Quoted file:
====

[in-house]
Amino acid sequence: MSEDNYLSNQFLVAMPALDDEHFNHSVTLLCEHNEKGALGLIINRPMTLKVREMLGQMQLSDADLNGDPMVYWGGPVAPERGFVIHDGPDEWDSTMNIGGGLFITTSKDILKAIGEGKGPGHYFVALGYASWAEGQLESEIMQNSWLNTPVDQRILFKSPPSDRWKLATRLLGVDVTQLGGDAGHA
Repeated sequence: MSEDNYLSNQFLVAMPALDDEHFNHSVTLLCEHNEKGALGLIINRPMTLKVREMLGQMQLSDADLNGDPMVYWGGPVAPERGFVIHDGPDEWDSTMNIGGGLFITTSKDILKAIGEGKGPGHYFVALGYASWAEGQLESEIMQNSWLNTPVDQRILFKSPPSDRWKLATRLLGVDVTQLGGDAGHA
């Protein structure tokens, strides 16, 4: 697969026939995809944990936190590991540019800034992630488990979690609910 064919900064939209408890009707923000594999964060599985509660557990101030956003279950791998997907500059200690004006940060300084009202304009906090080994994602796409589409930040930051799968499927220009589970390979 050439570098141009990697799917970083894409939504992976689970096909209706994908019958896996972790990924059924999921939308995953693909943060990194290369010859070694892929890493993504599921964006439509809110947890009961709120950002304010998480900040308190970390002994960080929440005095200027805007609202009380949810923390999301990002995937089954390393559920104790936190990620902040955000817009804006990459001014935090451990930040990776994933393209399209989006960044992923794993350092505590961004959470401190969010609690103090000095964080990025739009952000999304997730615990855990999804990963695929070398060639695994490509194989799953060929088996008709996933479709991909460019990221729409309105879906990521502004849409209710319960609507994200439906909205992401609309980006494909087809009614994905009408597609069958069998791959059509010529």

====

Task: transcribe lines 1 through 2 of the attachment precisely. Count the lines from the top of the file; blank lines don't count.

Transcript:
[in-house]
Amino acid sequence: MSEDNYLSNQFLVAMPALDDEHFNHSVTLLCEHNEKGALGLIINRPMTLKVREMLGQMQLSDADLNGDPMVYWGGPVAPERGFVIHDGPDEWDSTMNIGGGLFITTSKDILKAIGEGKGPGHYFVALGYASWAEGQLESEIMQNSWLNTPVDQRILFKSPPSDRWKLATRLLGVDVTQLGGDAGHA